I’ve been studying a new article by Consumer Reports which just went online Friday. “In a first, a Nook beats the Kindle in our e-book reader Ratings,” they announced in a bold-print headline.
They’re talking about the new touch-screen version of the Nook (which finally went on sale last week). “The Barnes & Noble Nook Simple Touch Reader is more than merely a worthy competitor to the Kindle…” writes Consumer Reports reviewer, Paul Reynolds. “Now that we’ve tested the device in our labs, it actually scores a few points above the Kindle in our tests.”
Except not really. The article looks like it was changed later by a proofreader, who’s added the phrase “[corrected]” at one point further down the page. And now in brackets, in the third sentence of the article,
there’s a pretty big disclaimer. “[To clarify: The Nook scores one point above the Kindle below it in the 6-to-7-inch category. But it ranges from 4 to 5 points higher than other Kindles.]”
I’m not sure what “other” Kindles they’re talking about, since the only Kindle I know that’s isn’t six inches is the Kindle DX (which hasn’t been updated in almost a year). There’s also the cheaper “Kindle with Special Offers” and the WiFi-only Kindle — but that’s not really a fair comparison. (Obviously consumers already know what trade-offs they’ve made in order to get the lower price.) And of course, Amazon has stopped selling the Kindle 2 and the original Kindle, so there’s not much point in telling today’s consumers how those devices would’ve stacked up. It looks to me this comparison is a tie — especially since Amazon has announced later this year they’ll add the ability to borrow e-books from a library. The Nook was awarded a point for already having this capability, so it’s an advantage which is going to be short-lived.
I was also really intrigued that Consumer Reports didn’t award the Nook any extra points for the supposedly longer battery life that Barnes and Noble had been claiming they’d achieved. “Despite a power struggle between B&N and Amazon over which device runs for longer, we give both equal credit for a claimed battery life of five days or more,” their reviewer writes. In fact, for several criteria, it’s a tie (including battery life), and I’ve heard that the Kindle apparently beat the Nook when the magazine rated the devices on “Versatility”. One person who’s seen the ratings told me the Nook only scored higher for supported file types, and for the way that the Nook handles page turns.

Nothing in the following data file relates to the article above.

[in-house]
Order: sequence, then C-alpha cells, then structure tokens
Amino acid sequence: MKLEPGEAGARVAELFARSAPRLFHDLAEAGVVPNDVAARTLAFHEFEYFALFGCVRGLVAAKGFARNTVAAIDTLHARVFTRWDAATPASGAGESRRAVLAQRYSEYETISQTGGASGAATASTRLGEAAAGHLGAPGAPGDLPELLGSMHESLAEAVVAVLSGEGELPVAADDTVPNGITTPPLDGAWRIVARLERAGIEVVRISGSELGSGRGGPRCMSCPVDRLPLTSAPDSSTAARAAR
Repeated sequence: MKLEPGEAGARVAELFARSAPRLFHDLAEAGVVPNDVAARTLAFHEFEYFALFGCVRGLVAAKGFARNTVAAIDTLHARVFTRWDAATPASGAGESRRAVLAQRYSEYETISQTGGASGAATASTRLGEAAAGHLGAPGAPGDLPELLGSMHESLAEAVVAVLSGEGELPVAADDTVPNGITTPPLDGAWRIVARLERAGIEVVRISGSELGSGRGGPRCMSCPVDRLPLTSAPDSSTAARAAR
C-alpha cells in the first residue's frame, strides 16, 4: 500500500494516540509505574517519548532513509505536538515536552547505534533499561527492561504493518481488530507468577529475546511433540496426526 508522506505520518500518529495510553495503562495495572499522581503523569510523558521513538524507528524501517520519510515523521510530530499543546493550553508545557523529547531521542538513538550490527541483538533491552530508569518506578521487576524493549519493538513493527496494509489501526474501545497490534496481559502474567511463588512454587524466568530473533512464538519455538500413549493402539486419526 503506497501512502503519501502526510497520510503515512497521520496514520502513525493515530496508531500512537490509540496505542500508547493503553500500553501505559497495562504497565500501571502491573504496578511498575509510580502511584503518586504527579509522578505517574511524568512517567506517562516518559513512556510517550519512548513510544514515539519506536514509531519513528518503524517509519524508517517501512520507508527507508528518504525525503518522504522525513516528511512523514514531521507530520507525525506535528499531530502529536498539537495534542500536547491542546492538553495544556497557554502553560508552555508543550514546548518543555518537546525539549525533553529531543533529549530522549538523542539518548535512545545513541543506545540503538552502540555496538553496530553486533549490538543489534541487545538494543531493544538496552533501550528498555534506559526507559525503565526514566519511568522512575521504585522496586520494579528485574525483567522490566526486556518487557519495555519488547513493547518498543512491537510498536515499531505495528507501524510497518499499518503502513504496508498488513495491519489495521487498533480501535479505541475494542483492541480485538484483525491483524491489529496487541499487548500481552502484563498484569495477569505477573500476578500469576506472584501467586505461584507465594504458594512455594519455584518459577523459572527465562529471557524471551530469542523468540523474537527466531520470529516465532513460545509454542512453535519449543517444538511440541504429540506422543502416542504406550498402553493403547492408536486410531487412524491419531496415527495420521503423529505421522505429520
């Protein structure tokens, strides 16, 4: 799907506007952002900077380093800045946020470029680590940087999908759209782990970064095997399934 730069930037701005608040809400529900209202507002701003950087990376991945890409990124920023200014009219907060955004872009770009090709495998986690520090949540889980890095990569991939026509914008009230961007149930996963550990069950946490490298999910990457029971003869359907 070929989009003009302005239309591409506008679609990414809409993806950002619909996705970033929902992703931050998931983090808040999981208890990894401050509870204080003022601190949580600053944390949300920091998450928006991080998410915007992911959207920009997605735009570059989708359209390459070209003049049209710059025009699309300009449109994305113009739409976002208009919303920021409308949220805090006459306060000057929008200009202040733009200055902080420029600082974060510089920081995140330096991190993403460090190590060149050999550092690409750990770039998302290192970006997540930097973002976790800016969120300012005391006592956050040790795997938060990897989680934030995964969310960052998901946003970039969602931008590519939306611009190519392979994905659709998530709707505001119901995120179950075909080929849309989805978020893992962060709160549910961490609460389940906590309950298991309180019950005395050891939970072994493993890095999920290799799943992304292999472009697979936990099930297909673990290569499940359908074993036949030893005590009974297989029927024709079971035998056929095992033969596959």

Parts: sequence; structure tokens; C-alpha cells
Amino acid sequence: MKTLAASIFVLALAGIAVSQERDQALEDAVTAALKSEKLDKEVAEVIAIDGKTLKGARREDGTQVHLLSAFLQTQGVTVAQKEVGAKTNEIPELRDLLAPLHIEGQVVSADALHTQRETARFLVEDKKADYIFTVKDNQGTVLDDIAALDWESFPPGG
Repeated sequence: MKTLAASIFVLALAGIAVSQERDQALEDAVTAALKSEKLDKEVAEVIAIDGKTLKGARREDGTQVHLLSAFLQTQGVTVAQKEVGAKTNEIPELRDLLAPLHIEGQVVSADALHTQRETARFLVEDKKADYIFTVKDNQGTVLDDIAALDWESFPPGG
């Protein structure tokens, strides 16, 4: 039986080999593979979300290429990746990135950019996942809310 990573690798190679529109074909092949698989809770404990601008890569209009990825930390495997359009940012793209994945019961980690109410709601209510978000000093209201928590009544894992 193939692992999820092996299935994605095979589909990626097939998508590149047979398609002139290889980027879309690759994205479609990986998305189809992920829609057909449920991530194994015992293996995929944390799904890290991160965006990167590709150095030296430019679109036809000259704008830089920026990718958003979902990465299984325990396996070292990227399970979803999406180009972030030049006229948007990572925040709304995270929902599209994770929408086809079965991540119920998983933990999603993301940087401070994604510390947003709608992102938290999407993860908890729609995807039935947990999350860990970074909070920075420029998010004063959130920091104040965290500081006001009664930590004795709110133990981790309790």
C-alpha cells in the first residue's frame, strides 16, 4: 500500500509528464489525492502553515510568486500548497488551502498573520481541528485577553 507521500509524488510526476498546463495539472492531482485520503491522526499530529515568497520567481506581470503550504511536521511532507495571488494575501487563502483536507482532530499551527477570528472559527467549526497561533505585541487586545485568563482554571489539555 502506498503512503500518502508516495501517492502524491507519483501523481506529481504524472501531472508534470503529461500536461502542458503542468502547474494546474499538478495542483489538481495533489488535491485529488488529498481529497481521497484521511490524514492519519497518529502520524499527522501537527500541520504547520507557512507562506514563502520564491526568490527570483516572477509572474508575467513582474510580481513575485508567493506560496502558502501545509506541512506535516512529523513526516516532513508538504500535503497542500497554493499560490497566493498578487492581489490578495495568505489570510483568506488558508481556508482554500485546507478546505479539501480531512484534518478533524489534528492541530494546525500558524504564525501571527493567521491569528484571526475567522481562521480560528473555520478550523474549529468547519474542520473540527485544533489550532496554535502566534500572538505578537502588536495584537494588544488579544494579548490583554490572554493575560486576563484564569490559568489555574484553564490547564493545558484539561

And yet both the Kindle and the Nook received the magazine’s “Best Buy” rating. (Consumer Reports notes the latest version of the Nook “continues the steady improvement in Barnes & Noble’s e-book devices since the company rushed out a glitchy first version…during the holiday season of 2009.”) So now they’re reporting that “Simple Touch” Nook “matches or bests – albeit modestly – its Amazon competitor in almost every aspect of performance. ” This comparison ultimately shows that the Nook hasn’t landed a knock-out punch to Amazon’s Kindle project.
It’s more interesting as a general comparison, a status check on the war that’s raging between these two devices. “B&N has caught up with the Kindle in large part by emulating Amazon’s focus on reading with minimal fuss and extra features,” writes Consumer Reports, noting the new Nook eliminated the color navigation screen below the reading area (as well as the easy access to the Nook’s web browser). “As a result, it (like the Kindle) successfully “gets out of the way and disappears and lets you get on with your reading,” as Amazon CEO Jeff Bezos said in praise of the Kindle during my interview with him last month.” But in the mean time, rumors are flying about the pending release of a new color touchscreen tablet device from Amazon. I’m half-expecting Amazon to announce a new version of the Kindle at the same time — so Consumer Reports may have to perform a new comparison soon.
To be fair, I’ll admit that there are things I like about the Nook. I was talking to my friend Len Edgerly again this week, and I acknowledged that it’s obviously easier to point at a choice on a menu than to first nudge your controller through each of the other choices above or below it! Although if you’re trying to look up a word, apparently you first get only an intermediate menu when you point at a word on the Nook’s screen, where you then have to indicate again that what you want is the word’s definition. But I also like the two-column layout of the Nook’s home page. (And yes, it does look easier to navigate the device just by touching the screen.)
But I’m still a big fan of my Kindle.